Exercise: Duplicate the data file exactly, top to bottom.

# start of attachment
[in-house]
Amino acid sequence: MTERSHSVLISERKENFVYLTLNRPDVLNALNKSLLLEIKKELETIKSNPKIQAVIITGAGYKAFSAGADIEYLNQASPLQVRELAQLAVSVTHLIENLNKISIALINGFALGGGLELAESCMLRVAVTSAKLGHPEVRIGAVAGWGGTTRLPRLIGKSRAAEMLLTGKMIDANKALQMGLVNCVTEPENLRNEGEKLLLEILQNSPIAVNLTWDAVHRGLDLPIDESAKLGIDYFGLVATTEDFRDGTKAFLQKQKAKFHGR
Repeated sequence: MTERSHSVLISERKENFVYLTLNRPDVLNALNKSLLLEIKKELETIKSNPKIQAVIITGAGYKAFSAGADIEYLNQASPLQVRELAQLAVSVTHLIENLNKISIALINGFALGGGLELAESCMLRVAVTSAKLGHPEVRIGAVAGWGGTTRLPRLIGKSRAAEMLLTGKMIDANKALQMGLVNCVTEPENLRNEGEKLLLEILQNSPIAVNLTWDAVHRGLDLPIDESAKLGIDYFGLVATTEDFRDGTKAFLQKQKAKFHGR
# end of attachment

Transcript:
[in-house]
Amino acid sequence: MTERSHSVLISERKENFVYLTLNRPDVLNALNKSLLLEIKKELETIKSNPKIQAVIITGAGYKAFSAGADIEYLNQASPLQVRELAQLAVSVTHLIENLNKISIALINGFALGGGLELAESCMLRVAVTSAKLGHPEVRIGAVAGWGGTTRLPRLIGKSRAAEMLLTGKMIDANKALQMGLVNCVTEPENLRNEGEKLLLEILQNSPIAVNLTWDAVHRGLDLPIDESAKLGIDYFGLVATTEDFRDGTKAFLQKQKAKFHGR
Repeated sequence: MTERSHSVLISERKENFVYLTLNRPDVLNALNKSLLLEIKKELETIKSNPKIQAVIITGAGYKAFSAGADIEYLNQASPLQVRELAQLAVSVTHLIENLNKISIALINGFALGGGLELAESCMLRVAVTSAKLGHPEVRIGAVAGWGGTTRLPRLIGKSRAAEMLLTGKMIDANKALQMGLVNCVTEPENLRNEGEKLLLEILQNSPIAVNLTWDAVHRGLDLPIDESAKLGIDYFGLVATTEDFRDGTKAFLQKQKAKFHGR